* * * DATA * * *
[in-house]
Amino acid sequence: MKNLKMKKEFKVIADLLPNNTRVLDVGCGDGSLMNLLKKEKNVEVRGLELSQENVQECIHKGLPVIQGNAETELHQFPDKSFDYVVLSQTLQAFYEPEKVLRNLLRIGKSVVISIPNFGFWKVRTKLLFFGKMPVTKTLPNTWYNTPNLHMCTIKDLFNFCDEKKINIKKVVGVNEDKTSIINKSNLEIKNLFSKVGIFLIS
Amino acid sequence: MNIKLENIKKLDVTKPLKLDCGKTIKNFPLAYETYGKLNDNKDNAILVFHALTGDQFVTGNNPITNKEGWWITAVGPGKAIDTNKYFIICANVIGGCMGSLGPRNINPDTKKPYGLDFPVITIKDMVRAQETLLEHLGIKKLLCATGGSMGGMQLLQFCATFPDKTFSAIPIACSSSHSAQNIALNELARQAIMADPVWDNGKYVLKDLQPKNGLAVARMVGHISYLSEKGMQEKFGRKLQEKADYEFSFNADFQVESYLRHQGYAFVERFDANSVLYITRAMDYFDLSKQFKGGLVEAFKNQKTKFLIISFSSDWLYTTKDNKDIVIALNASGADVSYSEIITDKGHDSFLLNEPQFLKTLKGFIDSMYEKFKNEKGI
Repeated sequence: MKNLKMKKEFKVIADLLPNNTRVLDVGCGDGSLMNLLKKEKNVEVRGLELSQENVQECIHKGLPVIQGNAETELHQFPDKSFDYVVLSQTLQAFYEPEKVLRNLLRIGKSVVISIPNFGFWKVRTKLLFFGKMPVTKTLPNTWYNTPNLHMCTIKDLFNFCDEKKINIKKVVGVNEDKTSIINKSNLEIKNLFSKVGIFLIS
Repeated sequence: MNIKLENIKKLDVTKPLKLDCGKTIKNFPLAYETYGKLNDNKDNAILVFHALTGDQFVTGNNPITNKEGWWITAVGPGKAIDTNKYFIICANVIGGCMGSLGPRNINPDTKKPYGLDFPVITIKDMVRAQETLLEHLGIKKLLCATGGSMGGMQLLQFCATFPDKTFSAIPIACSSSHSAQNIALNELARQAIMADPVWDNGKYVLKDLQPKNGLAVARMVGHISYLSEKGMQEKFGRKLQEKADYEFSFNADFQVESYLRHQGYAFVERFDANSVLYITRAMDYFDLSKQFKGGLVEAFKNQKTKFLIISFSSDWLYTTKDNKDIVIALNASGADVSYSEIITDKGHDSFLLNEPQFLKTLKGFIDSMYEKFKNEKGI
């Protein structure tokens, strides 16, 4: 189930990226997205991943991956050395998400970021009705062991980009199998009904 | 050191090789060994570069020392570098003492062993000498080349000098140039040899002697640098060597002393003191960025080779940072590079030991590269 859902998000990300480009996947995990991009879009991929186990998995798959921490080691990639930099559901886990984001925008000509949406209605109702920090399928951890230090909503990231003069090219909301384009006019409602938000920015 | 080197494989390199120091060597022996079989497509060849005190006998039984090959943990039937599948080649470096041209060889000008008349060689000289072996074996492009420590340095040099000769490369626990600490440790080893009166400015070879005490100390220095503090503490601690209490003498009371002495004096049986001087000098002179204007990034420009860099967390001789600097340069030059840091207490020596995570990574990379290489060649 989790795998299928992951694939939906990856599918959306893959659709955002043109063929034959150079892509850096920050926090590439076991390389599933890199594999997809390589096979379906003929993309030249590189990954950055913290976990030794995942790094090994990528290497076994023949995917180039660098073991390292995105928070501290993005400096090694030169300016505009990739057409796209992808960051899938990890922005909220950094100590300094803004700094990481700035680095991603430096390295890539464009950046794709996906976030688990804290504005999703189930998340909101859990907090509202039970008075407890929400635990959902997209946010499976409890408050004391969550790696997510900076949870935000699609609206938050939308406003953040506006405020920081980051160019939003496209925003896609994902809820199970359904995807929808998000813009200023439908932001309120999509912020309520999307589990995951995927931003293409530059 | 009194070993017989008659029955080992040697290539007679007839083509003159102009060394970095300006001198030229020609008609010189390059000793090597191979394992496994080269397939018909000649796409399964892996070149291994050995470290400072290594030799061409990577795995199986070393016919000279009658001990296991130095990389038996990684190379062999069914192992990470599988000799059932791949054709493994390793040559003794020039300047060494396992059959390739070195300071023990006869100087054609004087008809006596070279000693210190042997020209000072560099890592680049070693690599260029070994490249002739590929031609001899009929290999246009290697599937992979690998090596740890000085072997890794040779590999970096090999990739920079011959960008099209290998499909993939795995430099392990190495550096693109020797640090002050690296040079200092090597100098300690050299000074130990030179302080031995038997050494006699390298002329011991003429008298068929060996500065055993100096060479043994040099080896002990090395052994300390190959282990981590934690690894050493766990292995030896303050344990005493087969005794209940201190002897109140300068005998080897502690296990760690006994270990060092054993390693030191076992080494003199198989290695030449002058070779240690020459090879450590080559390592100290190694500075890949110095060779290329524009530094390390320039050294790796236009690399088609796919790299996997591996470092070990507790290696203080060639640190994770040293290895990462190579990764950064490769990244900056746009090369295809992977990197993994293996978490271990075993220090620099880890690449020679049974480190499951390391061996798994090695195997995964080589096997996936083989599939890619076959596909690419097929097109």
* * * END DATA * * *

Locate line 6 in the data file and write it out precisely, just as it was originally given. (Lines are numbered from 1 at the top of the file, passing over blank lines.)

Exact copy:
């Protein structure tokens, strides 16, 4: 189930990226997205991943991956050395998400970021009705062991980009199998009904 | 050191090789060994570069020392570098003492062993000498080349000098140039040899002697640098060597002393003191960025080779940072590079030991590269 859902998000990300480009996947995990991009879009991929186990998995798959921490080691990639930099559901886990984001925008000509949406209605109702920090399928951890230090909503990231003069090219909301384009006019409602938000920015 | 080197494989390199120091060597022996079989497509060849005190006998039984090959943990039937599948080649470096041209060889000008008349060689000289072996074996492009420590340095040099000769490369626990600490440790080893009166400015070879005490100390220095503090503490601690209490003498009371002495004096049986001087000098002179204007990034420009860099967390001789600097340069030059840091207490020596995570990574990379290489060649 989790795998299928992951694939939906990856599918959306893959659709955002043109063929034959150079892509850096920050926090590439076991390389599933890199594999997809390589096979379906003929993309030249590189990954950055913290976990030794995942790094090994990528290497076994023949995917180039660098073991390292995105928070501290993005400096090694030169300016505009990739057409796209992808960051899938990890922005909220950094100590300094803004700094990481700035680095991603430096390295890539464009950046794709996906976030688990804290504005999703189930998340909101859990907090509202039970008075407890929400635990959902997209946010499976409890408050004391969550790696997510900076949870935000699609609206938050939308406003953040506006405020920081980051160019939003496209925003896609994902809820199970359904995807929808998000813009200023439908932001309120999509912020309520999307589990995951995927931003293409530059 | 009194070993017989008659029955080992040697290539007679007839083509003159102009060394970095300006001198030229020609008609010189390059000793090597191979394992496994080269397939018909000649796409399964892996070149291994050995470290400072290594030799061409990577795995199986070393016919000279009658001990296991130095990389038996990684190379062999069914192992990470599988000799059932791949054709493994390793040559003794020039300047060494396992059959390739070195300071023990006869100087054609004087008809006596070279000693210190042997020209000072560099890592680049070693690599260029070994490249002739590929031609001899009929290999246009290697599937992979690998090596740890000085072997890794040779590999970096090999990739920079011959960008099209290998499909993939795995430099392990190495550096693109020797640090002050690296040079200092090597100098300690050299000074130990030179302080031995038997050494006699390298002329011991003429008298068929060996500065055993100096060479043994040099080896002990090395052994300390190959282990981590934690690894050493766990292995030896303050344990005493087969005794209940201190002897109140300068005998080897502690296990760690006994270990060092054993390693030191076992080494003199198989290695030449002058070779240690020459090879450590080559390592100290190694500075890949110095060779290329524009530094390390320039050294790796236009690399088609796919790299996997591996470092070990507790290696203080060639640190994770040293290895990462190579990764950064490769990244900056746009090369295809992977990197993994293996978490271990075993220090620099880890690449020679049974480190499951390391061996798994090695195997995964080589096997996936083989599939890619076959596909690419097929097109």